(though the GUI/Editor sometimes handle this for you, so you don't need the double quotes: [MESSAGE] script option for example, but if you do anything directly in code or use the GUI/Editor's [EXPRESSION] script option, then you need to put in the double quotes yourself for your strings)

"0"
"1"
"9"
"10"
"312897312731286984"
"a"
"abc"
"abc_abc_abc_zzz_zzz_zzz_9877654231_32686326"

"hi, how are you? my name is hk, what is your name? ah, bob, well, nice to meet you bob. do you play any sports? yes? what sports? ah basketball, that's cool. I like soccer. blah blah blah blah blah"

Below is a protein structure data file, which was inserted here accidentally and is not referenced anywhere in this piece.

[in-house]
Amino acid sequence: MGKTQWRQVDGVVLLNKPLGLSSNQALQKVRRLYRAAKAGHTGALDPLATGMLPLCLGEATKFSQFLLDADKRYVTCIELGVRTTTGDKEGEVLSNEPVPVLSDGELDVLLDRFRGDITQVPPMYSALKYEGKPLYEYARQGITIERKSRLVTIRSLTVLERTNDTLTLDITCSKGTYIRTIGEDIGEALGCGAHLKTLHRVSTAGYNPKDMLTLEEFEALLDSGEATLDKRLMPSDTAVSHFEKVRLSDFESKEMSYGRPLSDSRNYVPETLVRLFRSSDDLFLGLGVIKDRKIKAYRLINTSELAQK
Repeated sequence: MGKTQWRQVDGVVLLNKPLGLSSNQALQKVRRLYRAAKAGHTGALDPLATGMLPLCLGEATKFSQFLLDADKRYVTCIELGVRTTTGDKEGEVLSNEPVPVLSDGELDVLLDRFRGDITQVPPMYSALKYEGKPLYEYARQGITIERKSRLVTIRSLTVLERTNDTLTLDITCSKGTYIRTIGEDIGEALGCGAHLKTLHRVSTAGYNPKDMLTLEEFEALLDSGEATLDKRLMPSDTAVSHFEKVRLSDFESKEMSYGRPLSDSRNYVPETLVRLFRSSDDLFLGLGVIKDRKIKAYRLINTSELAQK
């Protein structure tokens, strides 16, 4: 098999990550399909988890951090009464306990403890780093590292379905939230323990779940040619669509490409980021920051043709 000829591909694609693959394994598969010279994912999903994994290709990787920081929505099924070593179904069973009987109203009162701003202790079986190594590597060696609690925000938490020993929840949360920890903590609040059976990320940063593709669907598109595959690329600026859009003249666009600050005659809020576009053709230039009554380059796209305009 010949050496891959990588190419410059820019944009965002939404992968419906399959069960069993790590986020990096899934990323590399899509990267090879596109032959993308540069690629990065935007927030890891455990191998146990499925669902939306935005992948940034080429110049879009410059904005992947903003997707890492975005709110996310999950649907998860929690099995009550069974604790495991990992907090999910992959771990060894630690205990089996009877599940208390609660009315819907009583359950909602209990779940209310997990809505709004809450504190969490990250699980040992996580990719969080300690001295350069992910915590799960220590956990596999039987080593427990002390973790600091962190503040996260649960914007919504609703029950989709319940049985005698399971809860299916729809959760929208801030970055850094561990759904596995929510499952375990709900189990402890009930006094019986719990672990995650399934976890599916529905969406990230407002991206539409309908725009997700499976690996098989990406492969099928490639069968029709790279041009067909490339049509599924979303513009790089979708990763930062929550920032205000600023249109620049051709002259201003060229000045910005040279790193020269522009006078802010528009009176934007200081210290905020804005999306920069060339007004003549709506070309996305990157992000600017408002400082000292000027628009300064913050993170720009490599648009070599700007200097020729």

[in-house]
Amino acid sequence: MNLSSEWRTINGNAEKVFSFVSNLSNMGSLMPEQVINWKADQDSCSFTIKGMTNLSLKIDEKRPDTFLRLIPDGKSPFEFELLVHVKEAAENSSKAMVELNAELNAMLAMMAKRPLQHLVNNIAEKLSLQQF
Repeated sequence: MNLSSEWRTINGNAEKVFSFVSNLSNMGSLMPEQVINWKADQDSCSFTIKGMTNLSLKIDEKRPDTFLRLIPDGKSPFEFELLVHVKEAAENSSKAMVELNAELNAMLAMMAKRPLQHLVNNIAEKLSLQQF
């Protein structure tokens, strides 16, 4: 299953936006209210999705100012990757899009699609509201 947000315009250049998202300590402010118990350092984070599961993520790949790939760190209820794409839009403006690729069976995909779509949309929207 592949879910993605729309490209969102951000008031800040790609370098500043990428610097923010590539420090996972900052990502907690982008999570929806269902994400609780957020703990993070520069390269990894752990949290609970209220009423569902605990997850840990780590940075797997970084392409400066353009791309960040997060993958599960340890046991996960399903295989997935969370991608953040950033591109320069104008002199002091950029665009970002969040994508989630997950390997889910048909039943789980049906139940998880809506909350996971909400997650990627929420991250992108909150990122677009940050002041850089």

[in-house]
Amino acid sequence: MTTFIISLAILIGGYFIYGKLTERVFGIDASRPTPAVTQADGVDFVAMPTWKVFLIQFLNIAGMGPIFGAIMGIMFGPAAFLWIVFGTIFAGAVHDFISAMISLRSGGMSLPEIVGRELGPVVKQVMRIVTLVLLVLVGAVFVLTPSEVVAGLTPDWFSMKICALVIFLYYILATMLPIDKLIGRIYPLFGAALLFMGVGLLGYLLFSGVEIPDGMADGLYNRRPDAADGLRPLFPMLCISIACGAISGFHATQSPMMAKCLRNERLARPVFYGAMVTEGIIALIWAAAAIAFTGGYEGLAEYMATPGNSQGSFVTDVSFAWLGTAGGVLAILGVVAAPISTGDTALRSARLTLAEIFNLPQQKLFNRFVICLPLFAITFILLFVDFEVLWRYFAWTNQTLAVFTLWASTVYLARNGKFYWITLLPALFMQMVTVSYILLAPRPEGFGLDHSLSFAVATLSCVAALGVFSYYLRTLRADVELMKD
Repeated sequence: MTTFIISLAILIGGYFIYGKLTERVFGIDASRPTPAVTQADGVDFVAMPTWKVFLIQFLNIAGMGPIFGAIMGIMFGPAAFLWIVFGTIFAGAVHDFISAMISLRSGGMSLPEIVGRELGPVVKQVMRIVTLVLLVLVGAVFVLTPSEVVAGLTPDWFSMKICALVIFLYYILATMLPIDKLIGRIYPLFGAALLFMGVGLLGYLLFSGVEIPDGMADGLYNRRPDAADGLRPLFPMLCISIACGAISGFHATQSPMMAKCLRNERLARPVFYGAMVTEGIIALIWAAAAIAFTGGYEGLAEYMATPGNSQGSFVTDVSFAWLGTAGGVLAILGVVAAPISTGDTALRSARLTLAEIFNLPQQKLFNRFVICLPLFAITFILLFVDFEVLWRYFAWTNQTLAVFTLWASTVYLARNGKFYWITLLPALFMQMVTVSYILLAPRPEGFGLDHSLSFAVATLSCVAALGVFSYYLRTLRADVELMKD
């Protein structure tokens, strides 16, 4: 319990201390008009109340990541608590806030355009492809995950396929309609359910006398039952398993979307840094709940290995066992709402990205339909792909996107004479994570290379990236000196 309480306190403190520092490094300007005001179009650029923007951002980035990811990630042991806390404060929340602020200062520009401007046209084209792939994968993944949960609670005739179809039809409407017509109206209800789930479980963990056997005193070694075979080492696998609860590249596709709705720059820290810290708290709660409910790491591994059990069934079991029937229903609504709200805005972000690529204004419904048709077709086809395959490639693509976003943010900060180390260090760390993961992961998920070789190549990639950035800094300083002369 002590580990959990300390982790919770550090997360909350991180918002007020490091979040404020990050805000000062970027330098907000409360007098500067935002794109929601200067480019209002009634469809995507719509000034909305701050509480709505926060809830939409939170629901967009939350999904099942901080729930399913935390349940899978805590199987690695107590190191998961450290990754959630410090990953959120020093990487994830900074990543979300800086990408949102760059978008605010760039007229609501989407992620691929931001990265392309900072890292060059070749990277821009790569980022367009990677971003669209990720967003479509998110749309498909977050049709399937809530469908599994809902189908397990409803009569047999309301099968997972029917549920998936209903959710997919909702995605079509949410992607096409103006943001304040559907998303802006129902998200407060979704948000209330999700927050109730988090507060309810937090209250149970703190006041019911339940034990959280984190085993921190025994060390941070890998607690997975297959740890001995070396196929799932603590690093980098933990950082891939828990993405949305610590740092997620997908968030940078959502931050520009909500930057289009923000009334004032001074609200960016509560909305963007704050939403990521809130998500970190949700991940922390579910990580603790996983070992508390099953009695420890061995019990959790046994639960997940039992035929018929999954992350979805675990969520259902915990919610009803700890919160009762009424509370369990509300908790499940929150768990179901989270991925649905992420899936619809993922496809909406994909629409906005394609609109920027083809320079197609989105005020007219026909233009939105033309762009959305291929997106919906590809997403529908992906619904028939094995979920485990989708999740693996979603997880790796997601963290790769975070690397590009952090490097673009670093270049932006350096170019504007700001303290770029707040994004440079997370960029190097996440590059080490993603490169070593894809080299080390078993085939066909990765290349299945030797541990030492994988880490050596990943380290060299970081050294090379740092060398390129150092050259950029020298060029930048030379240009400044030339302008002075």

if you want double quotes to be displayed, you need to use the 'escape' character, the '\' --- backslash character, remember that two forwardslash characters is for comments: // your_comments, and also for block comments you do this: /* your_comments */, and then the double quote (no space between them --- the escape character is on the left side of the symbol: double quote --- there might be a few more symbols or whatever to use with the escape character, but I've just used the double quote for it): \"

for example:

string_variable = "HK says, \"hi\", to you."
msg (string_variable)
// output:
HK says, "hi", to you.

Quest can convert any string (that is just numbers) into an integer or double (that is a valid syntax/form/written decimal number):

http://docs.textadventures.co.uk/quest/functions/toint.html
http://docs.textadventures.co.uk/quest/functions/todouble.html

string_variable = "123456789"
integer_variable = ToInt (string_variable)
// integer_variable = 123456789